We’re going to net it to the DMZ server on port 8000, and I set up my DMZ server to listen on port 8000. So let’s go ahead and create the NAT rule. So, on the Nat rule, we’ll add a policy for the DMZ server with the net for 1111, 1151. When the destination interface is ethernet, the source zone is when the destination port is 80, and the destination IP is 32. It will be translated to “destination,” and then to “port,” as you can see here. That is when you can change the port to $8,000 and then translate the address to one 7217. And then this doesn’t conflict even though it’s at the bottom; it doesn’t conflict through any of those rules because there’s nothing here that matches 1151 from the perspective of the static net. And then there’s nothing from when to when to have it in this order on the security rule; we’re going to create a security rule, and it seems like we did. When you configure security rules, you are essentially configuring PostNet, PostNet, source and destination zones, PreNet IP addresses, and PreNet services. So this is the DMZ server: 1111, 1151. When the source-destination zone PostNet is DMZ, this is the source zone. PreNet destination IP is 1111, 1151, 32service. PreNet is on port 80. It will not put 8000 because it looks at the prenet. And then we are going to allow it, commit that change, and test it from the outside.

So here I have my internet, and I see here I’m getting the IP address, and if I do a show, I’m getting the web server. I’m seeing the web server show sessions. All I see here is the session from 200-102, which is my Windows machine. The value of 11 dot 551 is 1717. One dot 50 equals 8000 So let’s see if it matches any security or network rules. Show session ID: two, two, five The client-to-server load is from public to public, the server-to-client load is from private to public, and then there is a destination. The rule for the security rule is DMZ 11, server 11 11 51. It’s matching the rule that we created, and then the net rule is 1111, 1151. It matches the destination of the rule that we created. So that’s an example of a destination ad. When you do destination at, you can change the port and doport translation. 

9. UTurn NAT with port translation

So in this lecture, we’ll talk about destination networks. In the case of destination net, for example, many organisations face the problem of users on the inside accessing resources on the DMZ, or even inside, by using the public address. So in that case, they tried to go to the website, for example, the website of the company, and this resolved to the public IP address 555-5552. And when traffic from the inside goes to the outside, you want users to return because 55 will not be under lookout and table will be on the internet. The traffic is going to egress out of the outside interface, or the Wayne interface in our case, and then you want it to come back and get to the DMZ. So let’s say the public server is 150.80. So you accomplish this by using destination net, and in that case, you can specify that the source zone is inside, the destination zone is outside, the destination IP is 5520, the destination port is 80, and then translated destination destination.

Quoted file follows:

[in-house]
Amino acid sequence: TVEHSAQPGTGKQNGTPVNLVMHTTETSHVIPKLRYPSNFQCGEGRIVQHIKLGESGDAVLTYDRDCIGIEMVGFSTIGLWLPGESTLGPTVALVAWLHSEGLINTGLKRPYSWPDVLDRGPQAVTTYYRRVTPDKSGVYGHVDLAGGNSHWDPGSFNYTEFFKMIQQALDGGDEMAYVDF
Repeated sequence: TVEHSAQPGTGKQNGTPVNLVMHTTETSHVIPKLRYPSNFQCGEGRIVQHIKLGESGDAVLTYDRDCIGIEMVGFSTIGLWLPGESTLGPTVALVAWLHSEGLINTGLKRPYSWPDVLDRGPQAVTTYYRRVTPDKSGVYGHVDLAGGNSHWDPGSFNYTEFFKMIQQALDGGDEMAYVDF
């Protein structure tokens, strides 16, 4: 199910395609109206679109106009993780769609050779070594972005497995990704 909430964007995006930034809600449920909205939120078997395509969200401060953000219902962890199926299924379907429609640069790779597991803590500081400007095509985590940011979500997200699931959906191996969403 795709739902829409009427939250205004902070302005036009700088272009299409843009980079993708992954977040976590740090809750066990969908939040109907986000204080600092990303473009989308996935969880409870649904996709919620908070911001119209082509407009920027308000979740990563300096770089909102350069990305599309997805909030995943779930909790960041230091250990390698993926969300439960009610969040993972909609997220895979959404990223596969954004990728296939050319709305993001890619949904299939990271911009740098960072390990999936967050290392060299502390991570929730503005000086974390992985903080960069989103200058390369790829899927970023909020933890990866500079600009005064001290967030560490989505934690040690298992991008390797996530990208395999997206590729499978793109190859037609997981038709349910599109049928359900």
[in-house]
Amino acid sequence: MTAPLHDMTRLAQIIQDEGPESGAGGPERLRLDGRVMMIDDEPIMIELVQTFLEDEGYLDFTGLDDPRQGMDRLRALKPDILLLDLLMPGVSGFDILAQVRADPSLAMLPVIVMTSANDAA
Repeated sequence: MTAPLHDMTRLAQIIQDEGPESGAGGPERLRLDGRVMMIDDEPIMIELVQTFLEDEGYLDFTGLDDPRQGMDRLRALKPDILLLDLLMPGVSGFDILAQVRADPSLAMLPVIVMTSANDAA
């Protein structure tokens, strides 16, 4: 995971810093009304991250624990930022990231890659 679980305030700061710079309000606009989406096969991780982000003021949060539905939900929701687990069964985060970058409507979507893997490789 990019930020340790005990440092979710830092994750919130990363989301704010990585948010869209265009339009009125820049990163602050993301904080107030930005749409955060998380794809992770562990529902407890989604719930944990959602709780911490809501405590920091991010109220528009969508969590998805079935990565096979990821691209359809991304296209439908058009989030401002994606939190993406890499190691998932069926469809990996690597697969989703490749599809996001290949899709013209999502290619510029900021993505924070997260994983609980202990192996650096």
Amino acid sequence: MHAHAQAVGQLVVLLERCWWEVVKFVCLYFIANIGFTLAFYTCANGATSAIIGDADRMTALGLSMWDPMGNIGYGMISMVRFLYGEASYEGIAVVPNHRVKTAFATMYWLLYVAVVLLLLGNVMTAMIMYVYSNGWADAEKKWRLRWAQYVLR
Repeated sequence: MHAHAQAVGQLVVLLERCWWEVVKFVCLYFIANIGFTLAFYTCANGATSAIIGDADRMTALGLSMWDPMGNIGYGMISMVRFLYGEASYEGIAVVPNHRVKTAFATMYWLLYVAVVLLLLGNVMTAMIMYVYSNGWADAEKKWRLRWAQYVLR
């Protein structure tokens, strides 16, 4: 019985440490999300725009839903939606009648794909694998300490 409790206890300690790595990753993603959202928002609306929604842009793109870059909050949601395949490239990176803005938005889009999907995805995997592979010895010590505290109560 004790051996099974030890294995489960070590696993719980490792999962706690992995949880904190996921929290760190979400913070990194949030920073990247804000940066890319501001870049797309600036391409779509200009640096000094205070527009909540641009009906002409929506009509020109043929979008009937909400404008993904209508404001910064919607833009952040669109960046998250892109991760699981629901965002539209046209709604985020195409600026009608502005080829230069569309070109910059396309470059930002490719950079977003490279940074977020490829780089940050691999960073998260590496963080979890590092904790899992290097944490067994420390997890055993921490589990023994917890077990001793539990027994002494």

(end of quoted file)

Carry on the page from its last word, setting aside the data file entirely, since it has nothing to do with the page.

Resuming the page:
I’m going to say it’s 154 8000.So because of this, the traffic will get to the outside internet, and then, since basically 55 55 is pointing to the firewall, it’s going to come back to the firewall, which will then forward it out the DMZ interface. In this case, this is the net policy. The security policy that would need to conform to the rules is the source zone; the destination zone is the post-network, which in this case is going to be inside the DMZ. That is the PostNet source IP; any destination IP is 55; the destination port is the PreNet port, which is 80, and that should match the traffic. So let’s create that in our lab. Let’s go ahead and create an app policy. And, if you look at our net policies, you’ll notice that we have a dynamic network that basically nets everything to the outside, to the outside interfaces. So we want to basically create that rule above the dynamic net, otherwise it’s not going to match. So, if I have users on the inside looking for a DMZ server and those users are trying to get to the part where you can specify any and the reason why I specify any, that rule would say, If I have multiple ISPs,

I want to be able to forward it and take care of the multiple ISPs situation. And then the service is servicehtp, and the finishing address is 556-5203. The finished translation will be 132, 175, and 150 pages long, totaling $8,000 in total. Okay, so I’ll move this above dynamic net and then under security policy, and then I’ll need to create an inbound to the Internet pool; I don’t currently have one, so I’ll need to create one so we can test the match. Specifically match Eternal 555-5552, the source zone will be inside, and the destination zone will be the DMZ. Simply post net and then the prenet IP address 555-5203. The PreNet port is 80, and the appropriate action is “allow.” So we’ll go ahead and specify the eternal net here. And technically, I only have access to the DMZ on the inside. This is the only one. So that should be my match. And I’m going to go ahead and click “commit.” I need to create a general rule for insiders to win. This way, I’ll have insider knowledge to win a general rule for that. I don’t have one right now. So I’m going to go ahead and set it inside to win. And action. Let’s go ahead and test it out.